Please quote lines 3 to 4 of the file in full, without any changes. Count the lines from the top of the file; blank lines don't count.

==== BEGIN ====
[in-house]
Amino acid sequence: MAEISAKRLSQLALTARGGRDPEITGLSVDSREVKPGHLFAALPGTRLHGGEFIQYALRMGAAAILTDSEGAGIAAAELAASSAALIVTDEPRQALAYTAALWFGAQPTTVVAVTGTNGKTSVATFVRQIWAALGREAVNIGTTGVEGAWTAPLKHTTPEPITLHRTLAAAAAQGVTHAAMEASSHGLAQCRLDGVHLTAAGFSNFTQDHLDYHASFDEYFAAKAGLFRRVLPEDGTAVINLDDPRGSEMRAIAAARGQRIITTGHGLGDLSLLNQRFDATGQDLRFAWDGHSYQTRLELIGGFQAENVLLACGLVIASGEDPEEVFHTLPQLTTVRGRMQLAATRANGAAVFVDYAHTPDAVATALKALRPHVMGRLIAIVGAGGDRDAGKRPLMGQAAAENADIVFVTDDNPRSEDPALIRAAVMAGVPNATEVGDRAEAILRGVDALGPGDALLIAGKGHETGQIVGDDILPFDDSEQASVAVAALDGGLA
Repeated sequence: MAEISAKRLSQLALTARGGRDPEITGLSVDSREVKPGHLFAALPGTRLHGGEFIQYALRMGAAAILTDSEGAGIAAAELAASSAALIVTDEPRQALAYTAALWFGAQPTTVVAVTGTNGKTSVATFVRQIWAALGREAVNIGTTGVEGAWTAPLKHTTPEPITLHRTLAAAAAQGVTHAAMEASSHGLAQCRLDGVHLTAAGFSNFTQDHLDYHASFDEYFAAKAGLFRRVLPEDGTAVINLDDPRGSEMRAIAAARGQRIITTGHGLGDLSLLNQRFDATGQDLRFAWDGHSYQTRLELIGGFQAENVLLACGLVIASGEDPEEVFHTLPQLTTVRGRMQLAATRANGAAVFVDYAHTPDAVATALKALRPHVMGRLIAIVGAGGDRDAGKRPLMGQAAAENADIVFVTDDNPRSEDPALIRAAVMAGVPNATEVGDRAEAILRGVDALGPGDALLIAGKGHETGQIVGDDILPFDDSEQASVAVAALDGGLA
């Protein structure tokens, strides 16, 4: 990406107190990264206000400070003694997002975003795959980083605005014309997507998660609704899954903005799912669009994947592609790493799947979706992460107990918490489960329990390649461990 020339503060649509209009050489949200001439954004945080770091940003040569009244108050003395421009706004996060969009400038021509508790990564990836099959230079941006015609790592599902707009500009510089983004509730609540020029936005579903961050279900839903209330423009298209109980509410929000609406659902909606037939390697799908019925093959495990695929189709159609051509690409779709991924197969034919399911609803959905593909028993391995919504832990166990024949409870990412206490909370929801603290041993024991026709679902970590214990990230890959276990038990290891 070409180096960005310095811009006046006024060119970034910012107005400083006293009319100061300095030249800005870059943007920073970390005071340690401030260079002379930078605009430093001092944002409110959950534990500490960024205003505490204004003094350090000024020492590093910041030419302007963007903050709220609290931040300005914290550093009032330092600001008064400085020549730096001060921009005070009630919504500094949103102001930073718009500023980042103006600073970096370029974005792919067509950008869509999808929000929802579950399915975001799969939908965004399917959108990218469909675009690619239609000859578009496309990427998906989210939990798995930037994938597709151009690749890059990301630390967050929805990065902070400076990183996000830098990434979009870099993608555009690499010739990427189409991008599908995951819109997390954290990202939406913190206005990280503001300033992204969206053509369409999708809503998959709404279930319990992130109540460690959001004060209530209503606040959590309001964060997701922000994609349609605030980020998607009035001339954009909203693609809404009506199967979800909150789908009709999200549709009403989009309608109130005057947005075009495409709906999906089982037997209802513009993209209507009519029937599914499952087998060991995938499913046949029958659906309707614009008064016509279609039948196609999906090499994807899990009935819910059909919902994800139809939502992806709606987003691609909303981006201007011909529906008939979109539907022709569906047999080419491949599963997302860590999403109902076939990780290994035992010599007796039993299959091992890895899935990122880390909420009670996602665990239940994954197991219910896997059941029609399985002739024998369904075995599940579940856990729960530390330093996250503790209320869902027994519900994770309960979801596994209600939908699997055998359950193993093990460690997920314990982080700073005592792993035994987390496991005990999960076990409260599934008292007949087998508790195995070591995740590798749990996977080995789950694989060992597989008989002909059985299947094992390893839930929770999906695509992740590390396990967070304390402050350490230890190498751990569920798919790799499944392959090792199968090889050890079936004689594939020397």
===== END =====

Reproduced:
Repeated sequence: MAEISAKRLSQLALTARGGRDPEITGLSVDSREVKPGHLFAALPGTRLHGGEFIQYALRMGAAAILTDSEGAGIAAAELAASSAALIVTDEPRQALAYTAALWFGAQPTTVVAVTGTNGKTSVATFVRQIWAALGREAVNIGTTGVEGAWTAPLKHTTPEPITLHRTLAAAAAQGVTHAAMEASSHGLAQCRLDGVHLTAAGFSNFTQDHLDYHASFDEYFAAKAGLFRRVLPEDGTAVINLDDPRGSEMRAIAAARGQRIITTGHGLGDLSLLNQRFDATGQDLRFAWDGHSYQTRLELIGGFQAENVLLACGLVIASGEDPEEVFHTLPQLTTVRGRMQLAATRANGAAVFVDYAHTPDAVATALKALRPHVMGRLIAIVGAGGDRDAGKRPLMGQAAAENADIVFVTDDNPRSEDPALIRAAVMAGVPNATEVGDRAEAILRGVDALGPGDALLIAGKGHETGQIVGDDILPFDDSEQASVAVAALDGGLA
């Protein structure tokens, strides 16, 4: 990406107190990264206000400070003694997002975003795959980083605005014309997507998660609704899954903005799912669009994947592609790493799947979706992460107990918490489960329990390649461990 020339503060649509209009050489949200001439954004945080770091940003040569009244108050003395421009706004996060969009400038021509508790990564990836099959230079941006015609790592599902707009500009510089983004509730609540020029936005579903961050279900839903209330423009298209109980509410929000609406659902909606037939390697799908019925093959495990695929189709159609051509690409779709991924197969034919399911609803959905593909028993391995919504832990166990024949409870990412206490909370929801603290041993024991026709679902970590214990990230890959276990038990290891 070409180096960005310095811009006046006024060119970034910012107005400083006293009319100061300095030249800005870059943007920073970390005071340690401030260079002379930078605009430093001092944002409110959950534990500490960024205003505490204004003094350090000024020492590093910041030419302007963007903050709220609290931040300005914290550093009032330092600001008064400085020549730096001060921009005070009630919504500094949103102001930073718009500023980042103006600073970096370029974005792919067509950008869509999808929000929802579950399915975001799969939908965004399917959108990218469909675009690619239609000859578009496309990427998906989210939990798995930037994938597709151009690749890059990301630390967050929805990065902070400076990183996000830098990434979009870099993608555009690499010739990427189409991008599908995951819109997390954290990202939406913190206005990280503001300033992204969206053509369409999708809503998959709404279930319990992130109540460690959001004060209530209503606040959590309001964060997701922000994609349609605030980020998607009035001339954009909203693609809404009506199967979800909150789908009709999200549709009403989009309608109130005057947005075009495409709906999906089982037997209802513009993209209507009519029937599914499952087998060991995938499913046949029958659906309707614009008064016509279609039948196609999906090499994807899990009935819910059909919902994800139809939502992806709606987003691609909303981006201007011909529906008939979109539907022709569906047999080419491949599963997302860590999403109902076939990780290994035992010599007796039993299959091992890895899935990122880390909420009670996602665990239940994954197991219910896997059941029609399985002739024998369904075995599940579940856990729960530390330093996250503790209320869902027994519900994770309960979801596994209600939908699997055998359950193993093990460690997920314990982080700073005592792993035994987390496991005990999960076990409260599934008292007949087998508790195995070591995740590798749990996977080995789950694989060992597989008989002909059985299947094992390893839930929770999906695509992740590390396990967070304390402050350490230890190498751990569920798919790799499944392959090792199968090889050890079936004689594939020397």